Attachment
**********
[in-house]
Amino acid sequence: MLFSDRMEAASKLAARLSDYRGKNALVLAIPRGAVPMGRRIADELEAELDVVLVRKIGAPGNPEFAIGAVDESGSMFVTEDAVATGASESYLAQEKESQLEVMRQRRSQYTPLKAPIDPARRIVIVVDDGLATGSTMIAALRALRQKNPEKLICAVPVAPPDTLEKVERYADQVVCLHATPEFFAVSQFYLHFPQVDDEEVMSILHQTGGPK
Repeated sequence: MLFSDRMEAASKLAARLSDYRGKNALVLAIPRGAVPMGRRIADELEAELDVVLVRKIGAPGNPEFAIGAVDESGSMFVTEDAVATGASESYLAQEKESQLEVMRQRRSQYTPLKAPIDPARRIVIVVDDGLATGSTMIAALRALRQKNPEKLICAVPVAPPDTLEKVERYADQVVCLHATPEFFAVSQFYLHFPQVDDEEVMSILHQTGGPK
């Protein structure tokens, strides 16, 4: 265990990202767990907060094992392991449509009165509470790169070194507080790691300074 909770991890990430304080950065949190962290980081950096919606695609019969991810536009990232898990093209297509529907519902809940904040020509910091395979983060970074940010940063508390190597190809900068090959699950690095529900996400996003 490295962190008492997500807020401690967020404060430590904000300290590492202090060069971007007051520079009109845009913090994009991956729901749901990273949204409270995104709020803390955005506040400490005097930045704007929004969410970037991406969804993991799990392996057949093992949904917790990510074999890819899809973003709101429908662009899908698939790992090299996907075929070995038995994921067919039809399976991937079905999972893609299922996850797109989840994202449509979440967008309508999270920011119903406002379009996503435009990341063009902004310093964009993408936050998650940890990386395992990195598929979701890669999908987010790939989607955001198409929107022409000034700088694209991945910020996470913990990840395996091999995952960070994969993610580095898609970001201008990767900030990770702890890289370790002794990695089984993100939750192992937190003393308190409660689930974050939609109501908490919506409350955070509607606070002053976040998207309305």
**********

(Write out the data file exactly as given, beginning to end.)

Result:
[in-house]
Amino acid sequence: MLFSDRMEAASKLAARLSDYRGKNALVLAIPRGAVPMGRRIADELEAELDVVLVRKIGAPGNPEFAIGAVDESGSMFVTEDAVATGASESYLAQEKESQLEVMRQRRSQYTPLKAPIDPARRIVIVVDDGLATGSTMIAALRALRQKNPEKLICAVPVAPPDTLEKVERYADQVVCLHATPEFFAVSQFYLHFPQVDDEEVMSILHQTGGPK
Repeated sequence: MLFSDRMEAASKLAARLSDYRGKNALVLAIPRGAVPMGRRIADELEAELDVVLVRKIGAPGNPEFAIGAVDESGSMFVTEDAVATGASESYLAQEKESQLEVMRQRRSQYTPLKAPIDPARRIVIVVDDGLATGSTMIAALRALRQKNPEKLICAVPVAPPDTLEKVERYADQVVCLHATPEFFAVSQFYLHFPQVDDEEVMSILHQTGGPK
């Protein structure tokens, strides 16, 4: 265990990202767990907060094992392991449509009165509470790169070194507080790691300074 909770991890990430304080950065949190962290980081950096919606695609019969991810536009990232898990093209297509529907519902809940904040020509910091395979983060970074940010940063508390190597190809900068090959699950690095529900996400996003 490295962190008492997500807020401690967020404060430590904000300290590492202090060069971007007051520079009109845009913090994009991956729901749901990273949204409270995104709020803390955005506040400490005097930045704007929004969410970037991406969804993991799990392996057949093992949904917790990510074999890819899809973003709101429908662009899908698939790992090299996907075929070995038995994921067919039809399976991937079905999972893609299922996850797109989840994202449509979440967008309508999270920011119903406002379009996503435009990341063009902004310093964009993408936050998650940890990386395992990195598929979701890669999908987010790939989607955001198409929107022409000034700088694209991945910020996470913990990840395996091999995952960070994969993610580095898609970001201008990767900030990770702890890289370790002794990695089984993100939750192992937190003393308190409660689930974050939609109501908490919506409350955070509607606070002053976040998207309305």